Tips And Tricks For Sewing With PUL (Polyurethane Laminate)

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Polyurethane laminate (PUL) is a special fabric consisting of two layers.  It consists of a lightweight polyester interlock knit fabric laminated to a thin (1 mil) film of polyurethane.  Clothing manufactures (and those of us who sew at home) enjoy this laminated fabric for its special properties to act as a wind and/or water barrier.

It’s most commonly used in making cloth diapers, wind-break garments, and shower curtains.  Personally, I only use it for it’s water barrier properties to make diapers, trainers, pull-ups, nursing pads, wet-bags, feminine pads, etc.

As unique and wonderful as it is, learning to sew with it can sometimes be a bit of a challenge.  Here are some tips and tricks to help you sew with PUL.

 

Pins And Needles

When pinning a pattern on, or pinning garments together for sewing, remember that wherever you poke a hole in your fabric, you are poking a hole in the protective barrier.  It seems obvious, I know, but if you tell yourself this, it will encourage you to remember to put the pins as far to the outside as possible.

Much of this hole will fill back in when you remove your pins, and putting your garment in a hot dryer for 20 minutes after you are done stitching will somewhat re-activate the laminate, but once that hole is there, you can’t erase it.

Pinning a pattern on may not be much of a choice, but you can avoid pinning the actual creation itself by using wonder clips.  Using wonder clips means one less set of holes in your garments, and they are pretty cheap, so if you’re going to do a lot of sewing with PUL, I’d highly suggest getting a set.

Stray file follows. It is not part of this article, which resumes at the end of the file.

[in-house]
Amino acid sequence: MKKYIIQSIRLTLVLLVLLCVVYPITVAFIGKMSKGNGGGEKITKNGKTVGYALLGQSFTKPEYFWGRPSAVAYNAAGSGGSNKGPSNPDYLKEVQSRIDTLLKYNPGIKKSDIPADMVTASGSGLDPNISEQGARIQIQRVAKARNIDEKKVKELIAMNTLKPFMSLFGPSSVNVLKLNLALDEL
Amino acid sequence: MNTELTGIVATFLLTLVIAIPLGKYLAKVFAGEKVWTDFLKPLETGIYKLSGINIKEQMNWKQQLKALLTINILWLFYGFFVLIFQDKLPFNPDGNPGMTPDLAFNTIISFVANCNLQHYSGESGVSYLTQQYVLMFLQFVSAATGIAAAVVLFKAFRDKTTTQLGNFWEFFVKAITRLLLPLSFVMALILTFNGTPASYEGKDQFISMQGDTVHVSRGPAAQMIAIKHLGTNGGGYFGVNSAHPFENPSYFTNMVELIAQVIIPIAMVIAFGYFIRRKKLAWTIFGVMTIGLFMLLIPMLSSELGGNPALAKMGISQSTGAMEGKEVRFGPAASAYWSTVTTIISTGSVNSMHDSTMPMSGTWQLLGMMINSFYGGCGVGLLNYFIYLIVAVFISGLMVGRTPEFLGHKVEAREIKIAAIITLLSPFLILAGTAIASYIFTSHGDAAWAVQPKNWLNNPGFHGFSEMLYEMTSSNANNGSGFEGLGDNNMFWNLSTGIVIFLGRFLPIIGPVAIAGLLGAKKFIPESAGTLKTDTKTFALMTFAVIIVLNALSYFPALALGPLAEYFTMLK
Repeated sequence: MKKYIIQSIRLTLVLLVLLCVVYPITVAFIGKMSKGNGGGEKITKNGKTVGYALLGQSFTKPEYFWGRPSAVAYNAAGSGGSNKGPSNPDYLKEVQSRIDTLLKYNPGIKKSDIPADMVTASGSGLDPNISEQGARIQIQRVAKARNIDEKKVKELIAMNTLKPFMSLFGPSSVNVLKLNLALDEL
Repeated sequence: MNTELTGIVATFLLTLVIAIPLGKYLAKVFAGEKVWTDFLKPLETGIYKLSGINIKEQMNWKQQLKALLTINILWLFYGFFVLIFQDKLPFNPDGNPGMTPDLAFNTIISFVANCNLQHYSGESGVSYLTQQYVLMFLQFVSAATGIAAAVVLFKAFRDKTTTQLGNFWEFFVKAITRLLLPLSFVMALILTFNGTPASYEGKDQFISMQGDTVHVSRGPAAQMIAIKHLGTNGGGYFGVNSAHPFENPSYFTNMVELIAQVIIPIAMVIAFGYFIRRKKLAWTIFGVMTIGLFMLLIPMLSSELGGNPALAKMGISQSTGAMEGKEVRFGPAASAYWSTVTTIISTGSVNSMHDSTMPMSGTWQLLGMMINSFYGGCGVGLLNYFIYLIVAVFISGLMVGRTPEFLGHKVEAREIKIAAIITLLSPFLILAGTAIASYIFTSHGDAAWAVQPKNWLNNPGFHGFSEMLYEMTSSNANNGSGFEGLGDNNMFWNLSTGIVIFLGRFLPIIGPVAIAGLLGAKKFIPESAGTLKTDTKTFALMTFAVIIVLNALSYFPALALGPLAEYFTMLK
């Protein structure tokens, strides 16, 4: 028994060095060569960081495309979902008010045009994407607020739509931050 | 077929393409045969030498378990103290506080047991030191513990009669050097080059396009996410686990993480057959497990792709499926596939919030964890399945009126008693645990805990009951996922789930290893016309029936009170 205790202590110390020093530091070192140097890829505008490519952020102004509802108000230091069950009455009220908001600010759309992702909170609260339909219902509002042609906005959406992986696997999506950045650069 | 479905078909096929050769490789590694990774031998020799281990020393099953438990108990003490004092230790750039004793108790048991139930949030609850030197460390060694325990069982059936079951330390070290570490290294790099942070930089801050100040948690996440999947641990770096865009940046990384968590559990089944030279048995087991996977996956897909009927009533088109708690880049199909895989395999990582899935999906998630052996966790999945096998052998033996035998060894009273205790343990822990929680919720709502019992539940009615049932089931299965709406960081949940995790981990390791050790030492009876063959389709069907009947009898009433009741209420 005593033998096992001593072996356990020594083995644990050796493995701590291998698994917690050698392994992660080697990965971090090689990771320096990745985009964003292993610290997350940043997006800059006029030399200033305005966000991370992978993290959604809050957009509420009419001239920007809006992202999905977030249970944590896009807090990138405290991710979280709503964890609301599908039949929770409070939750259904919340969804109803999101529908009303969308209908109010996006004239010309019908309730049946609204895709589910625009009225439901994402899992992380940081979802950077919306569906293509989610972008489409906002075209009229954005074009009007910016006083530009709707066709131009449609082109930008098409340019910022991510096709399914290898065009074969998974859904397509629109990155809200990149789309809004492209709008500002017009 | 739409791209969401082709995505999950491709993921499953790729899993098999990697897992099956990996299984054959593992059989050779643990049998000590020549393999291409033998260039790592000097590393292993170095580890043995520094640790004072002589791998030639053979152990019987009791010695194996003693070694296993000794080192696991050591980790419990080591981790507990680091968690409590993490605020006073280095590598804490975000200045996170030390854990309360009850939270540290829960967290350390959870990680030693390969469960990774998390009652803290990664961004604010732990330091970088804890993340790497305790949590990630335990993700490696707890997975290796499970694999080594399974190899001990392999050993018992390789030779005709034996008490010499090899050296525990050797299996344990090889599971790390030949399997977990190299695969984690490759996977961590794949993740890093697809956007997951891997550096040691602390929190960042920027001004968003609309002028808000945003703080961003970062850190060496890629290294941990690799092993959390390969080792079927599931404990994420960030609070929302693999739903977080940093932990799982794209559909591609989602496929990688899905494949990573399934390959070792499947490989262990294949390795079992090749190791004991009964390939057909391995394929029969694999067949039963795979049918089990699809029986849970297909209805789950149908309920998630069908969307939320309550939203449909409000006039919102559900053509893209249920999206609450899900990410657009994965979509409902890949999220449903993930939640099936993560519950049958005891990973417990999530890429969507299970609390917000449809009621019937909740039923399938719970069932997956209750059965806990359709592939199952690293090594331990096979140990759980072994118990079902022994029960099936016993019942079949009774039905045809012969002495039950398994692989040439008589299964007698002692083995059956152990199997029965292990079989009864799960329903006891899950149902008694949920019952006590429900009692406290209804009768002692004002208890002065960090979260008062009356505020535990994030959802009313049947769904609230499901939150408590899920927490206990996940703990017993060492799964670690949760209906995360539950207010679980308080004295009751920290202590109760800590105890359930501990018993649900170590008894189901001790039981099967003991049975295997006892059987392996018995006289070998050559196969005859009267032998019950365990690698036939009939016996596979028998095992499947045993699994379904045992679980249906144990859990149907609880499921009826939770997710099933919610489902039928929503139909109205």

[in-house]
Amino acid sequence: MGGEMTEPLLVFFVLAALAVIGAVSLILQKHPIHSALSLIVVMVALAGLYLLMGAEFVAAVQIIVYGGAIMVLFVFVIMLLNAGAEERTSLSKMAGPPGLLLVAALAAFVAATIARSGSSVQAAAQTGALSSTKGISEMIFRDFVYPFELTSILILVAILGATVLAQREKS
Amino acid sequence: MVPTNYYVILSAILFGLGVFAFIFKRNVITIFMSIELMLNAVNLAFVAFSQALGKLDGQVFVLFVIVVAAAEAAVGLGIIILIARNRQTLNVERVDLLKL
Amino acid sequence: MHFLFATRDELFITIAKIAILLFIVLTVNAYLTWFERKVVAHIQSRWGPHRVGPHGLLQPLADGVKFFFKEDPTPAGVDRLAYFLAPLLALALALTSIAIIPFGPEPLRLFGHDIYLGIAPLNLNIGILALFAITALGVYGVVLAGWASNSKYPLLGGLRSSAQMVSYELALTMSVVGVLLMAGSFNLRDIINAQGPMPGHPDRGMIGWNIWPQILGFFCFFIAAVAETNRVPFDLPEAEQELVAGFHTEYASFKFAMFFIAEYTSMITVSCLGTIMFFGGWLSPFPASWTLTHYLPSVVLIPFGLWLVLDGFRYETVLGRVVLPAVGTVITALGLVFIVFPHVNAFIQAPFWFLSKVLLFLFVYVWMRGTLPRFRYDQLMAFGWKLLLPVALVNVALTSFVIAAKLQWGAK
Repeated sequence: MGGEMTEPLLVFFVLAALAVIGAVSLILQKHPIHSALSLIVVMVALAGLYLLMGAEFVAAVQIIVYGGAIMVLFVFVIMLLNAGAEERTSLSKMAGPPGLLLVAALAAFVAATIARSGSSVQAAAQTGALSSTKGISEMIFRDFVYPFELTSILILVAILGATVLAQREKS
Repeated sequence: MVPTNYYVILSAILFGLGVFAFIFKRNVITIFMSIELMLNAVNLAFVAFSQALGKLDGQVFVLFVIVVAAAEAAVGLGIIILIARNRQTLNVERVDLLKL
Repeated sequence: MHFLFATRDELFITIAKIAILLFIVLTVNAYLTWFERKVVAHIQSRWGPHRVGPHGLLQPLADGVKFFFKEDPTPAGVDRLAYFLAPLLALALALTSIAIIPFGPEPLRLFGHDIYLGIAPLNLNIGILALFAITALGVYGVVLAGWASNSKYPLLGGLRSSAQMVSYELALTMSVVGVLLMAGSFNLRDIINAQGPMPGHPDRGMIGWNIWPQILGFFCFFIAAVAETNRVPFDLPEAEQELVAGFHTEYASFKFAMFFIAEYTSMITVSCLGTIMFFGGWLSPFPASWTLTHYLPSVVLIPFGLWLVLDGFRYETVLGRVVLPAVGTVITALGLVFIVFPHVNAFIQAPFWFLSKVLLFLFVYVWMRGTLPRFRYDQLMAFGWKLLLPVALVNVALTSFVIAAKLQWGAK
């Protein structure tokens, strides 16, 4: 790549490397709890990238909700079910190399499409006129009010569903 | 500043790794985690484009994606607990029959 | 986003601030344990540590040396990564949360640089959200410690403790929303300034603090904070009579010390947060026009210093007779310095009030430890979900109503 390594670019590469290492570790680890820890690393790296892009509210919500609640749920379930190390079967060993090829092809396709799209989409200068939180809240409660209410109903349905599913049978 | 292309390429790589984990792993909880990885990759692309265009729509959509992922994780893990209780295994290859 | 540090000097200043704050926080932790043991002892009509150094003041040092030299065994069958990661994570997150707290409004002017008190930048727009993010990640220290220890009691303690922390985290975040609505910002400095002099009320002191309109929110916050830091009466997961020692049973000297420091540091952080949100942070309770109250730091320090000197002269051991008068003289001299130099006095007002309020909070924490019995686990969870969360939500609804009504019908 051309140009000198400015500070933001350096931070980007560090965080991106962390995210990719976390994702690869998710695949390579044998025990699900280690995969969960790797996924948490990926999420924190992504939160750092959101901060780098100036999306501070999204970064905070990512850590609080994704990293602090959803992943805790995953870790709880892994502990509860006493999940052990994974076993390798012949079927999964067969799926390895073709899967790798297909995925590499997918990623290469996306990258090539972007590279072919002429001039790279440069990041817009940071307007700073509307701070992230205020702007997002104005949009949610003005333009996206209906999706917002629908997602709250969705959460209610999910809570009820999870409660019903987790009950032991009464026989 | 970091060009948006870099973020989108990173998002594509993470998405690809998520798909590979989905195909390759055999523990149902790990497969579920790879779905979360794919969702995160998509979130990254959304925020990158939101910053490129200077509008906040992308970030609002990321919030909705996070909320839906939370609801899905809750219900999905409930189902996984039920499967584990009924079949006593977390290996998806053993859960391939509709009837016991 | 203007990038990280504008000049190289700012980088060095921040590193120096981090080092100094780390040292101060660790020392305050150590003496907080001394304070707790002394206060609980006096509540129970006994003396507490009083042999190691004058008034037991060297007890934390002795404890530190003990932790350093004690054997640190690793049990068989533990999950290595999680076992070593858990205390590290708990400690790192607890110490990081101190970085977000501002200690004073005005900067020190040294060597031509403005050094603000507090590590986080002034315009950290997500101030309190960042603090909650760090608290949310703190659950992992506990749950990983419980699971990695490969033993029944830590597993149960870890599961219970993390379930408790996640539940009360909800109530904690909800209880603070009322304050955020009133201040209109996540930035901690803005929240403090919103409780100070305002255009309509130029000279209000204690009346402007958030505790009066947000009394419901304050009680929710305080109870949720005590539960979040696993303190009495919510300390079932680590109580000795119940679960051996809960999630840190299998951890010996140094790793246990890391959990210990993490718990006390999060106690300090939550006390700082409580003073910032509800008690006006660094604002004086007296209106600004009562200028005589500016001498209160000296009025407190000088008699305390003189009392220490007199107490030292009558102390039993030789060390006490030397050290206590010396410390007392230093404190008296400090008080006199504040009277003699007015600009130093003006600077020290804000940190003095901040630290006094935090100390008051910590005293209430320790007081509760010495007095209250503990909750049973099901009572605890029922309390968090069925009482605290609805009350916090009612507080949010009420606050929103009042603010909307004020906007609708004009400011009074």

Check with the PUL fabric manufacturer, but in general a size 11 Ballpoint needle (or a 10/12 Universal) is the preferred choice to keep from making bad punctures.  If you sew a lot, then consider changing to a newer (sharper) needle before sewing your PUL garment.

Thread

Most PUL manufacturers will suggest using polyester thread on your garment as cotton threads may allow wicking.  I’m guilty of using cotton threads myself, and don’t have a problem with any wicking or leaking–but I consider myself informed in the case it should happen.

Positioning Your Fabric

Sewing your garment PUL-side-down means that your machine foot is pulling on the PUL to keep your creation moving smoothly.  This can cause tiny abrasions to the PUL, which can wear at the laminate.  Instead, try to sew with the PUL-side up if possible.

Prewashing And Prewashing

Most PUL manufacturers will assure you that PUL does not shrink, therefore it does not need to be prewashed before cutting and sewing.

However, since most absorbent materials do need to be prewashed before using, and that is oftentimes what is directly attached to PUL (as in a cloth diaper), it is suggested that the garment be washed before actually using.

As mentioned previously, 20 minutes in a hot dryer after your stitching is complete helps the holes seal.  An additional 20 minutes may sometimes be necessary.

Picking Yardage

How much yardage you will need depends on what you are making, and then again what size you are making.  I like to purchase my PUL by the bolt because it’s just cheaper that way.  I have found however, that one yard makes about 6 or 7 of the one-size diapers which is the size I make the most.

Some PUL comes in 64″ and some comes in strange lengths.  When you buy a “3 pack” of material, all those individual lengths are less than a yard–don’t think because you are getting 3 pieces you will get 3 yards.